Group Session _2

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					Peer Relationships Group
Session #2

                   Session #2: What Does it Mean to be a Friend?

Lesson Objectives:

1.) To allow students to define friendship in their own terms

2.) To illustrate the major components of friendship

3.) To suggest how students can make new friends and become closer to the friends they have


       Roll paper (approx. 3 x 6 ft)
       Pens or Markers of Assorted Colors
       Sample Session 2 Behavior Record
       Session 2 Behavior Record

1.) Welcome members back to group and have them pull out their “My Support Map” papers. Discuss
   the maps by asking the following questions:

        How difficult was it to fill out your support map?

        How did you feel when making the support map?

        Which support from your map do you use the most?

        Are there any supports that you’ve added since you came to the high school?

   Tell student s to keep their support maps in a place where they won’t lose it, because it is a valuable
   resource and they will need it again for a later group session.


1.) Briefly describe the goals of the session.

2.) Ask for two volunteers: One person lies down on the piece of roll paper, and the other traces
   around that person’s body with a pen to make a “person outline.” Have two more volunteers turn
   the paper over and do the same on the reverse side.
3.) Invite students to think of the qualities they value in a friend. These might include honesty, loyalty,
   willingness to be there for you, friendliness, affection, helpfulness, and so forth. As students make
   suggestions, have them come up and write the values somewhere on the front side of the person
   outline. Allow each student to contribute two or more values.

4.) Stimulate a discussion among students of the values they selected. For example: “Jill, you
   mentioned that you value ‘being friendly.’ Would you explain what that means to you?”; “Teri, you
   and Tom both said friends are always honest. What would it be like for you if a friend lied to you?”;
   or “Pat mentioned that best friends never get mad at each other. What does it mean when you get
   mad at a friend?”

5.) Turn the person outline over and invite students to identify qualities they do not value in a friend.
   These might include lying, snitching, backbiting, fighting, name-calling, bullying, and so forth. Initiate
   a discussion around these negative characteristics.

   Have you ever had a friend exhibit a quality that you did not value? How did it make you feel?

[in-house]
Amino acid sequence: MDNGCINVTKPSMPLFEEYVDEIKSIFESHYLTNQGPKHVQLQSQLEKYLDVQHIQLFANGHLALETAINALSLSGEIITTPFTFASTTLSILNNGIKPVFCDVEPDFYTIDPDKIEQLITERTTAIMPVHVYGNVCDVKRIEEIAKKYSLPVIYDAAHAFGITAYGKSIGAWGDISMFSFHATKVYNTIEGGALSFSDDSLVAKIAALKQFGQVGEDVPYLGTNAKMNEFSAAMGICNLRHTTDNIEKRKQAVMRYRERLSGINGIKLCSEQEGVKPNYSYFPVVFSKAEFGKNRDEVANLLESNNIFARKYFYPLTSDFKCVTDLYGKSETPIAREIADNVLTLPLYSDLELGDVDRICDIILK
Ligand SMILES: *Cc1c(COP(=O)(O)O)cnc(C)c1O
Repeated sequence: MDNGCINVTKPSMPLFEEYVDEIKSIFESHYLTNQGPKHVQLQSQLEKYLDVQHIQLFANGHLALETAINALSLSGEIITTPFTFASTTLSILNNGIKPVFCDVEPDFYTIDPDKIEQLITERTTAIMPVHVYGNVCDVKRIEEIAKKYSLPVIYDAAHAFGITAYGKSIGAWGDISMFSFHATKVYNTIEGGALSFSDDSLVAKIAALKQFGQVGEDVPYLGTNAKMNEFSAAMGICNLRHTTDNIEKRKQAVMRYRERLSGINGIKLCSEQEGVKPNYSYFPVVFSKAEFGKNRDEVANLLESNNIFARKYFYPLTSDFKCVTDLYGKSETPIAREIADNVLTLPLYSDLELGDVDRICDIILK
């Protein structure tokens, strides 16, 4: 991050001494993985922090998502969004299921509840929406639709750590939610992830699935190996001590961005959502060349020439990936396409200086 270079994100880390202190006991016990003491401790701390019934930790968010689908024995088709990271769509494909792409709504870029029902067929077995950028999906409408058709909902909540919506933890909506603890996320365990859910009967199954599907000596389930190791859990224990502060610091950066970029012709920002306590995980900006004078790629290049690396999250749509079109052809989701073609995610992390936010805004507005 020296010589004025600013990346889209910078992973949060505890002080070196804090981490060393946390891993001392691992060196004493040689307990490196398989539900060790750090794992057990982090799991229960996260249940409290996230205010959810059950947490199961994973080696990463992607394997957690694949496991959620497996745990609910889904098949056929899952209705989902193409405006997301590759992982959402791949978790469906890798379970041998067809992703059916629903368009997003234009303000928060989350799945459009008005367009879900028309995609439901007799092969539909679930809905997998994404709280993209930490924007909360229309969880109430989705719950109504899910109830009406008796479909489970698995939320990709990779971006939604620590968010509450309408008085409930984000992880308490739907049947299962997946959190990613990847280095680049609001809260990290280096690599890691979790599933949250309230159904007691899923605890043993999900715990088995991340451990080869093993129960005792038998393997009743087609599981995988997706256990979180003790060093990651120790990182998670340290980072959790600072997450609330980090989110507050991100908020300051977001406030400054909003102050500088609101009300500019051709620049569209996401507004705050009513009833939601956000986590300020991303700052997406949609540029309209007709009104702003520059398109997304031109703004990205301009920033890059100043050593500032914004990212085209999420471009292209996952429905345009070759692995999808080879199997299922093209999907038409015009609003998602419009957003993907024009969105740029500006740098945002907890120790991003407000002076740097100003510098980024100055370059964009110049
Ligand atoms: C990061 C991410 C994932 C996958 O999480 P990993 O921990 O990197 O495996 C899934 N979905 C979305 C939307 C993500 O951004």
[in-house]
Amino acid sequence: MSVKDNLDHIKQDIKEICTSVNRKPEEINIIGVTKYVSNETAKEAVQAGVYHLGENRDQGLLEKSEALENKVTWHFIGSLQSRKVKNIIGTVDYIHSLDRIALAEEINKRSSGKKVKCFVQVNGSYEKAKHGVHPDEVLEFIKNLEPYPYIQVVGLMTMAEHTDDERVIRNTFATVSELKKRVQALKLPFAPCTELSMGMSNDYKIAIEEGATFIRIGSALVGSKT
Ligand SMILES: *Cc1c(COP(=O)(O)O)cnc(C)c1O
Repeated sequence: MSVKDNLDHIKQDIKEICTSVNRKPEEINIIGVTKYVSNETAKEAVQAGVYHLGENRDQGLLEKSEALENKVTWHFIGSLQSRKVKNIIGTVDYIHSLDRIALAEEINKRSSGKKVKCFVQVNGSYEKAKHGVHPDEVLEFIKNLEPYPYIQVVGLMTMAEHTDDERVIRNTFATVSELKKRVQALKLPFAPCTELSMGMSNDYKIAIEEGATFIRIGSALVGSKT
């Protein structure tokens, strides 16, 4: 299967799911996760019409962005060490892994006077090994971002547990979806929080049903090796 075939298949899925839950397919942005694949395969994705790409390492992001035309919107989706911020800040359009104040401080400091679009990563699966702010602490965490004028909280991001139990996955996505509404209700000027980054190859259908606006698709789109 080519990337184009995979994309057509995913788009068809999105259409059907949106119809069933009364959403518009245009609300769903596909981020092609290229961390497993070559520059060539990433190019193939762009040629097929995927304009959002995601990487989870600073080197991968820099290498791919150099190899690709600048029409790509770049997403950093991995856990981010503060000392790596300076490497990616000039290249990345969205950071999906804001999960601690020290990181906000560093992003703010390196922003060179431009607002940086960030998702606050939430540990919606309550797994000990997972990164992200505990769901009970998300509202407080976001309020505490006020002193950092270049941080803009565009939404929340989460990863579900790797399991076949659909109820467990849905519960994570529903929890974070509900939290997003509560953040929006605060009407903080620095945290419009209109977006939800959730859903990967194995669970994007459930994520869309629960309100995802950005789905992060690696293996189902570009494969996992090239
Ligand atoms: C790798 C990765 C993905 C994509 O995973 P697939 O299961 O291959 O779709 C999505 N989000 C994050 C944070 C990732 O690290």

Allow students to write two or more of these types of behaviors on the back side of the person outline.

6.) Point out that to be a friend and have friends, we need to show many qualities listed on the front
   side of the person outline and avoid doing things listed on the back side. Looking ahead to next
   week’s session, ask students to think about themselves as friends and the characteristics they exhibit.

1.) Ask students, “Who did you connect with the most in group today? Why?” Encourage students to
    look at the person they are speaking about rather than the facilitator. Be sure to praise students
    who take risks in sharing.

2.) Pass out copies of the Session 2 Behavior Record, explaining that, if we are serious about replacing
   negative behaviors with positive ones, we first need to find out exactly what needs to be changed.
   Using the Sample Session 2 Behavior Record to illustrate, instruct students to watch for positive and
   negative friendship behaviors and to write down situations when these occur.

3.) Ask whether there is anything anyone would like to say before group ends. Thank the students for
   their attendance and participation and let the students know that there are only 6 sessions
   remaining. Remind students of the confidentiality rule and the time for the next meeting.

Sources Used in Creating This Session:

Morganett, R.S. (1990). Skills for living: Group counseling activities for young adolescents. (Vol. 1).

        Champaign, IL: Research Press.
Source: Morganett, R.S. (1990). Skills for living: Group counseling activities for young adolescents. (Vol. 1).

         Champaign, IL: Research Press.
Source: Morganett, R.S. (1990). Skills for living: Group counseling activities for young adolescents. (Vol. 1).

         Champaign, IL: Research Press.

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